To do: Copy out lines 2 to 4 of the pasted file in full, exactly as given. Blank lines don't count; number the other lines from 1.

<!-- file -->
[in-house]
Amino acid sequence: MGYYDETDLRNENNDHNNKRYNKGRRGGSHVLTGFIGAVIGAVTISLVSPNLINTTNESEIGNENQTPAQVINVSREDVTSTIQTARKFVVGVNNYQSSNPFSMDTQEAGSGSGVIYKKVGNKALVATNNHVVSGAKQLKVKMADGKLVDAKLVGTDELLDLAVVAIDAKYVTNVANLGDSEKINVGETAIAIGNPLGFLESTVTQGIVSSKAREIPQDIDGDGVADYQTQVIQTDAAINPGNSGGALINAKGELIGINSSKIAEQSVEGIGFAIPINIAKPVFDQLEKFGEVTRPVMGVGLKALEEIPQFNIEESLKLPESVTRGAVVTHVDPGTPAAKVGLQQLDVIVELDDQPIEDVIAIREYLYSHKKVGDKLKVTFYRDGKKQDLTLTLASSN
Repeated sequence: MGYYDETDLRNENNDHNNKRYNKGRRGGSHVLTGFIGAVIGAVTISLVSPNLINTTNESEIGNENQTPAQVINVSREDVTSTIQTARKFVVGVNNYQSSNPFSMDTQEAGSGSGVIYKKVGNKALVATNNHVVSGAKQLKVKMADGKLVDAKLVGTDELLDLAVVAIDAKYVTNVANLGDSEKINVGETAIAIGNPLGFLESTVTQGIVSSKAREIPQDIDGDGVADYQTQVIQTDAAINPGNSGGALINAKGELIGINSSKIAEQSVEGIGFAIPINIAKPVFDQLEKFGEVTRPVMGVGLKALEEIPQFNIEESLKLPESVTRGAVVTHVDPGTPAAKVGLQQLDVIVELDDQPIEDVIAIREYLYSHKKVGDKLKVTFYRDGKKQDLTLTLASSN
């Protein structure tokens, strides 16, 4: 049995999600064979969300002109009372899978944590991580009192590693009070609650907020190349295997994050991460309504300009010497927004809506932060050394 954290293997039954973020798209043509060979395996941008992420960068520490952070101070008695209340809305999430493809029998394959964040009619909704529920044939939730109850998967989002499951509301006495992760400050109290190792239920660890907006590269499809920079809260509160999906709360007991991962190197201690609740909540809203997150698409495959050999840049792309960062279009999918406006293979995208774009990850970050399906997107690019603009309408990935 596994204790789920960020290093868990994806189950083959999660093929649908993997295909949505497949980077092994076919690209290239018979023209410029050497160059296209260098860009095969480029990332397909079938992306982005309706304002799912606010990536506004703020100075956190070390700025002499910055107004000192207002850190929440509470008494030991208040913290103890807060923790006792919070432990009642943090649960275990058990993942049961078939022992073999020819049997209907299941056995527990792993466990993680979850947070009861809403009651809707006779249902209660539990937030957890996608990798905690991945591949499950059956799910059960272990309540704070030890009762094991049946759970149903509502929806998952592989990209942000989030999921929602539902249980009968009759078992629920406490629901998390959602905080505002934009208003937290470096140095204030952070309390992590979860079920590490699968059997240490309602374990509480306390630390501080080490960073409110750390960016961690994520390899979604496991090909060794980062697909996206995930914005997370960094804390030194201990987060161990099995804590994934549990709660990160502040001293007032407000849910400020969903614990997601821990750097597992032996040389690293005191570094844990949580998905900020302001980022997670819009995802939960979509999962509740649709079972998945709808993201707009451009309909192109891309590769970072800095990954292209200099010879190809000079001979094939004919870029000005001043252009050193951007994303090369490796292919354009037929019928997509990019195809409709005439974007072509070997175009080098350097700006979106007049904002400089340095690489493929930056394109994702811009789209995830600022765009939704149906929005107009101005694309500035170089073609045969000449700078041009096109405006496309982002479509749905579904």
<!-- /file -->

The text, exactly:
Amino acid sequence: MGYYDETDLRNENNDHNNKRYNKGRRGGSHVLTGFIGAVIGAVTISLVSPNLINTTNESEIGNENQTPAQVINVSREDVTSTIQTARKFVVGVNNYQSSNPFSMDTQEAGSGSGVIYKKVGNKALVATNNHVVSGAKQLKVKMADGKLVDAKLVGTDELLDLAVVAIDAKYVTNVANLGDSEKINVGETAIAIGNPLGFLESTVTQGIVSSKAREIPQDIDGDGVADYQTQVIQTDAAINPGNSGGALINAKGELIGINSSKIAEQSVEGIGFAIPINIAKPVFDQLEKFGEVTRPVMGVGLKALEEIPQFNIEESLKLPESVTRGAVVTHVDPGTPAAKVGLQQLDVIVELDDQPIEDVIAIREYLYSHKKVGDKLKVTFYRDGKKQDLTLTLASSN
Repeated sequence: MGYYDETDLRNENNDHNNKRYNKGRRGGSHVLTGFIGAVIGAVTISLVSPNLINTTNESEIGNENQTPAQVINVSREDVTSTIQTARKFVVGVNNYQSSNPFSMDTQEAGSGSGVIYKKVGNKALVATNNHVVSGAKQLKVKMADGKLVDAKLVGTDELLDLAVVAIDAKYVTNVANLGDSEKINVGETAIAIGNPLGFLESTVTQGIVSSKAREIPQDIDGDGVADYQTQVIQTDAAINPGNSGGALINAKGELIGINSSKIAEQSVEGIGFAIPINIAKPVFDQLEKFGEVTRPVMGVGLKALEEIPQFNIEESLKLPESVTRGAVVTHVDPGTPAAKVGLQQLDVIVELDDQPIEDVIAIREYLYSHKKVGDKLKVTFYRDGKKQDLTLTLASSN
């Protein structure tokens, strides 16, 4: 049995999600064979969300002109009372899978944590991580009192590693009070609650907020190349295997994050991460309504300009010497927004809506932060050394 954290293997039954973020798209043509060979395996941008992420960068520490952070101070008695209340809305999430493809029998394959964040009619909704529920044939939730109850998967989002499951509301006495992760400050109290190792239920660890907006590269499809920079809260509160999906709360007991991962190197201690609740909540809203997150698409495959050999840049792309960062279009999918406006293979995208774009990850970050399906997107690019603009309408990935 596994204790789920960020290093868990994806189950083959999660093929649908993997295909949505497949980077092994076919690209290239018979023209410029050497160059296209260098860009095969480029990332397909079938992306982005309706304002799912606010990536506004703020100075956190070390700025002499910055107004000192207002850190929440509470008494030991208040913290103890807060923790006792919070432990009642943090649960275990058990993942049961078939022992073999020819049997209907299941056995527990792993466990993680979850947070009861809403009651809707006779249902209660539990937030957890996608990798905690991945591949499950059956799910059960272990309540704070030890009762094991049946759970149903509502929806998952592989990209942000989030999921929602539902249980009968009759078992629920406490629901998390959602905080505002934009208003937290470096140095204030952070309390992590979860079920590490699968059997240490309602374990509480306390630390501080080490960073409110750390960016961690994520390899979604496991090909060794980062697909996206995930914005997370960094804390030194201990987060161990099995804590994934549990709660990160502040001293007032407000849910400020969903614990997601821990750097597992032996040389690293005191570094844990949580998905900020302001980022997670819009995802939960979509999962509740649709079972998945709808993201707009451009309909192109891309590769970072800095990954292209200099010879190809000079001979094939004919870029000005001043252009050193951007994303090369490796292919354009037929019928997509990019195809409709005439974007072509070997175009080098350097700006979106007049904002400089340095690489493929930056394109994702811009789209995830600022765009939704149906929005107009101005694309500035170089073609045969000449700078041009096109405006496309982002479509749905579904």